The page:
// Tween using DOTween.
DOTween.To(() =>
            targetCanvasController.ContentPosition,
            x => targetCanvasController.ContentPosition = x,
            contentEndPosition,
            duration).OnComplete(transitionContext.CompleteTransition);

The duration property above is specified as a public field on the script. This will allow it to be adjusted in the inspector later, without editing your transition animator's code.

Implement AnimateTransitionForInitialCanvasController to support initial transitions

In an initial transition, the presenter - the canvas controller presenting or being dismissed to - may be null. As we only ever operate on the presented canvas controller, we can just forward to our AnimateTransition implementation, like so:

public override void AnimateTransitionForInitialCanvasController(
    CanvasControllerTransitionContext transitionContext)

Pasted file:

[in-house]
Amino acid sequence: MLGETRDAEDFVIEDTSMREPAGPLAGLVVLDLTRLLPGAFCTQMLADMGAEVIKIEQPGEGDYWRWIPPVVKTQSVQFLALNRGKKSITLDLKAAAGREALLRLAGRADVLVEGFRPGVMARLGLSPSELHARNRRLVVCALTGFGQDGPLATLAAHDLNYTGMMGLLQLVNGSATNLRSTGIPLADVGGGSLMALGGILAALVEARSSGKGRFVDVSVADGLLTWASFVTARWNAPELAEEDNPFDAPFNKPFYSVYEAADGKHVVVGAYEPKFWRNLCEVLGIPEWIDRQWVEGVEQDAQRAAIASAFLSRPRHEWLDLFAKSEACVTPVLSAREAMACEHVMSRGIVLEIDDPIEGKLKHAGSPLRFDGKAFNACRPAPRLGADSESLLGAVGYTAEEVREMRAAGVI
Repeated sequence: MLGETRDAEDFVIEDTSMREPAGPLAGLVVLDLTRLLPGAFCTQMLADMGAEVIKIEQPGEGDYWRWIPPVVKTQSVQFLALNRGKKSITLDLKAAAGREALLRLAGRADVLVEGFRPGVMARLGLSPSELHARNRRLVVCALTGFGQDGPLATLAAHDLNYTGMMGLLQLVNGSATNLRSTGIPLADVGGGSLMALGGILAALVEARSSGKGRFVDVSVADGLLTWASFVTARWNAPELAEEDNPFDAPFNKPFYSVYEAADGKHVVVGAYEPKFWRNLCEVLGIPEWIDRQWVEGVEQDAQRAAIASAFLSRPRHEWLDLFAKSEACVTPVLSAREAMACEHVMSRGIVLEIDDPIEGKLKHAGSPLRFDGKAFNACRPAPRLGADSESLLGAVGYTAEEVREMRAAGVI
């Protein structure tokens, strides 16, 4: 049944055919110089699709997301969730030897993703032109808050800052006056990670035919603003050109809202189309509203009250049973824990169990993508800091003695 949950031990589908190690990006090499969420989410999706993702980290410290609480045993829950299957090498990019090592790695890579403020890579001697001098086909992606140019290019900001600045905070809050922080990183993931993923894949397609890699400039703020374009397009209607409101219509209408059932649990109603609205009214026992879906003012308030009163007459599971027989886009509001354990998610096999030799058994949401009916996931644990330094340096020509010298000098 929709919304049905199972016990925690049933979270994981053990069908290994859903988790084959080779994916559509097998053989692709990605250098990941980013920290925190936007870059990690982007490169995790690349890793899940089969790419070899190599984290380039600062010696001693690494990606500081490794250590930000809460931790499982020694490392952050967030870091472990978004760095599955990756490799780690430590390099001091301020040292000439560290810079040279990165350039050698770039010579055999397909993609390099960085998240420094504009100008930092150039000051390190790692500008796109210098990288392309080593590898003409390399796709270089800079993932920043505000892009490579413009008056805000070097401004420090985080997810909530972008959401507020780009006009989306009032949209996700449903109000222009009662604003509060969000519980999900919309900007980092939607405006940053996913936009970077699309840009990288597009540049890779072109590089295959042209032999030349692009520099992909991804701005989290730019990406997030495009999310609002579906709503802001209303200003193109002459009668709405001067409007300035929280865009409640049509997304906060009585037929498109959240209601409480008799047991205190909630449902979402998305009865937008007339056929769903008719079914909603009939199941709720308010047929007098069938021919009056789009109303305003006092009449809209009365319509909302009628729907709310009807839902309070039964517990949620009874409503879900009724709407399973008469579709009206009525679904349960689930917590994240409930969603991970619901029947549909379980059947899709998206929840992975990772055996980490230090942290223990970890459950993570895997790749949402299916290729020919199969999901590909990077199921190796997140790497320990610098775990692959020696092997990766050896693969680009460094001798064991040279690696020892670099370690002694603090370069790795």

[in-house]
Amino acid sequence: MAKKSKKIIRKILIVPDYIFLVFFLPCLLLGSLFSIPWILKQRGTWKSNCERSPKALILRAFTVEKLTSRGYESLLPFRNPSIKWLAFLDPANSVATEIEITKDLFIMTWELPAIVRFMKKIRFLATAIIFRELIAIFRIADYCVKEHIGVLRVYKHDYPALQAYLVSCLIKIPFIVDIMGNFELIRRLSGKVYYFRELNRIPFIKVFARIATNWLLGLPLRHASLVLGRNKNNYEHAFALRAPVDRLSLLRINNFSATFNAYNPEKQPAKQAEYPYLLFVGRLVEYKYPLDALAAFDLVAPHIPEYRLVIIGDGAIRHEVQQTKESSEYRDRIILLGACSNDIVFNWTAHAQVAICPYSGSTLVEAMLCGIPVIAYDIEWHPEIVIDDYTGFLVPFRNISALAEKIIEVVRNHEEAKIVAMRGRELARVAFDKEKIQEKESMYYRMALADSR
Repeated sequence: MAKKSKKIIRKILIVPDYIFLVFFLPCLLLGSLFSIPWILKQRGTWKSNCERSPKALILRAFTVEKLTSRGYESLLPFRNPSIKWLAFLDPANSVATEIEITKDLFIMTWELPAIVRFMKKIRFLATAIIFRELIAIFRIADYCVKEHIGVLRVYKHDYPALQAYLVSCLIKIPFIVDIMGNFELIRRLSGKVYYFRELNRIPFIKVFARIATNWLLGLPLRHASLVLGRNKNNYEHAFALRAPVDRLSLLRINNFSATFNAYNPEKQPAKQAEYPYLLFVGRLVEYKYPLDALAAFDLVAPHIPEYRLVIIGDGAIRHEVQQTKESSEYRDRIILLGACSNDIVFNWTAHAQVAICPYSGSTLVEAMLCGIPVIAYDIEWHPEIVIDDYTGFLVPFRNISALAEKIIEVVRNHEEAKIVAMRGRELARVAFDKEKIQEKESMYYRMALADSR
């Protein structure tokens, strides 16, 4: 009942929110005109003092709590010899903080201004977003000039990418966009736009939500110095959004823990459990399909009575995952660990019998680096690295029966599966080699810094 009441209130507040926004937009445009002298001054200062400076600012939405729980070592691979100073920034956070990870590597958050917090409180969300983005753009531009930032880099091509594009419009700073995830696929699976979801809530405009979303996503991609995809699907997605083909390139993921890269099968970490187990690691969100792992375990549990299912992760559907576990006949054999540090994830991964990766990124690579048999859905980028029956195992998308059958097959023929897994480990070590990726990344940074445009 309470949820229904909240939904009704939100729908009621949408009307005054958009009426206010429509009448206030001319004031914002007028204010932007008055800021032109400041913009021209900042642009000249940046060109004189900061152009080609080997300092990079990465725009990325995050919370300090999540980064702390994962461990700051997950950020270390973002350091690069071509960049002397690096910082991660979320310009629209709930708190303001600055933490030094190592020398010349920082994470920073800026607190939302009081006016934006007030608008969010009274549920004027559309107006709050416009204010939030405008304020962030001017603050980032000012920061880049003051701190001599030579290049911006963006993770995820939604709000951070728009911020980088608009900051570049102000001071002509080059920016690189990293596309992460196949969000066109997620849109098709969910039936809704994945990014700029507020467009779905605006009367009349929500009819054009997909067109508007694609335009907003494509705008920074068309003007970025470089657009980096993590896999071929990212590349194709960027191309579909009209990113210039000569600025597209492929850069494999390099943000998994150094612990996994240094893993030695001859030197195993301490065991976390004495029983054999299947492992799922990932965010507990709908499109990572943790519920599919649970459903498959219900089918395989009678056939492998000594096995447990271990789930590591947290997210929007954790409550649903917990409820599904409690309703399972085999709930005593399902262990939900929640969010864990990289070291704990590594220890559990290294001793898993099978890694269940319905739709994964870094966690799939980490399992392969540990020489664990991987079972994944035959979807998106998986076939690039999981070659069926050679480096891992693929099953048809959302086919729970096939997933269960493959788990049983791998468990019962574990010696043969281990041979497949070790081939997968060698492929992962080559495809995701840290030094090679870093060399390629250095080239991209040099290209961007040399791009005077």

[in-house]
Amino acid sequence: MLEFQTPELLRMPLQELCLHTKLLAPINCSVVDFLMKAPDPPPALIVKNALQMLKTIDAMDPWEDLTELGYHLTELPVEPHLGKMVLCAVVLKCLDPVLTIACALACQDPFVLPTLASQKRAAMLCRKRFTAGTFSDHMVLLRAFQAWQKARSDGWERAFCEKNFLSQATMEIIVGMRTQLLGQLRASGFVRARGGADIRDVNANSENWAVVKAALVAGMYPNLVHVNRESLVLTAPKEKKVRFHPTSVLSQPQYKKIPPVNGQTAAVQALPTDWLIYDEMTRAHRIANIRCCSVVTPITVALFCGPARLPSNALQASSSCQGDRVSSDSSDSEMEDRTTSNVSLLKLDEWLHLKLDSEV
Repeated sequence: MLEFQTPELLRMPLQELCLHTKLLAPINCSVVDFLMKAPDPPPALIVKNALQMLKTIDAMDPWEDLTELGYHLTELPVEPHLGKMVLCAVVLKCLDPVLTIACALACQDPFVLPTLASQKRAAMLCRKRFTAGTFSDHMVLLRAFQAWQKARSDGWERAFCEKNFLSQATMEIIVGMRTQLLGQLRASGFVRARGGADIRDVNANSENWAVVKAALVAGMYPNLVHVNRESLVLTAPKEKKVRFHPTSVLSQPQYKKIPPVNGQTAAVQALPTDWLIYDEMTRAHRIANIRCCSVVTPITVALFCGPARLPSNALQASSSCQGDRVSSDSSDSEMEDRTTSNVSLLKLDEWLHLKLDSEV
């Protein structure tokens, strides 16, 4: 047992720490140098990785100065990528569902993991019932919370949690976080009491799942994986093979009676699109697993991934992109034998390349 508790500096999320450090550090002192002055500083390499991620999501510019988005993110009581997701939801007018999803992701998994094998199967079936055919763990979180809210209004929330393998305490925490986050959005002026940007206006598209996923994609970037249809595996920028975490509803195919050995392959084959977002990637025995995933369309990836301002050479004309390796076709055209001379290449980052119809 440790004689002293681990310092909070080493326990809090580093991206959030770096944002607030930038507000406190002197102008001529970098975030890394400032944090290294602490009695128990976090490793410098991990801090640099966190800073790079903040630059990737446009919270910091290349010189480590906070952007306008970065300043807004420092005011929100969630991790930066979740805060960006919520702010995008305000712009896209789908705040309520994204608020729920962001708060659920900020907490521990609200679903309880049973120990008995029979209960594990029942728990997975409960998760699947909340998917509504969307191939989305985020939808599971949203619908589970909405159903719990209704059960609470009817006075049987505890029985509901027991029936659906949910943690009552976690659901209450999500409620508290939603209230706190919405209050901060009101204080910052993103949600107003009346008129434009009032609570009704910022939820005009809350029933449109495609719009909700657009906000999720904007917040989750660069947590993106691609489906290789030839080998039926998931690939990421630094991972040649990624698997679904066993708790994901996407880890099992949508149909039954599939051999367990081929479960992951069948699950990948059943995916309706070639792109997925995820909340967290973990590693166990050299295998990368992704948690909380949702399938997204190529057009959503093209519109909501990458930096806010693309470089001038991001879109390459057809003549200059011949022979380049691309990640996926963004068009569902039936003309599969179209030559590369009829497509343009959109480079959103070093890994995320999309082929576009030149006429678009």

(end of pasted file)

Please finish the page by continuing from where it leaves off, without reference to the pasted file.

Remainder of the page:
{
    AnimateTransition(transitionContext);
}

And that's it! We can use our new animator by creating a new instance of it (Create/Canvas Flow/Your-Transition-Animator-Instance), as described in Using A Transition Animator.

Which gives us a custom transition animated with DOTween:


Multiple DOTweens

Let's create something a little more custom-looking and create a spin and scale up animation. Using the same code as above to determine our target canvas controller, we can now create two DOTweens - one to rotate the content, and one to scale it up.

// Determine the content's start and end scale.
Vector3 contentStartScale = (transitionContext.isUpstream) ?
    Vector3.one : Vector3.zero;
Vector3 contentEndScale = (transitionContext.isUpstream) ?
    Vector3.zero : Vector3.one;

// Tween the scale.
targetCanvasController.ContentScale = contentStartScale;
DOTween.To(() =>
            targetCanvasController.ContentScale,
            x => targetCanvasController.ContentScale = x,
            contentEndScale,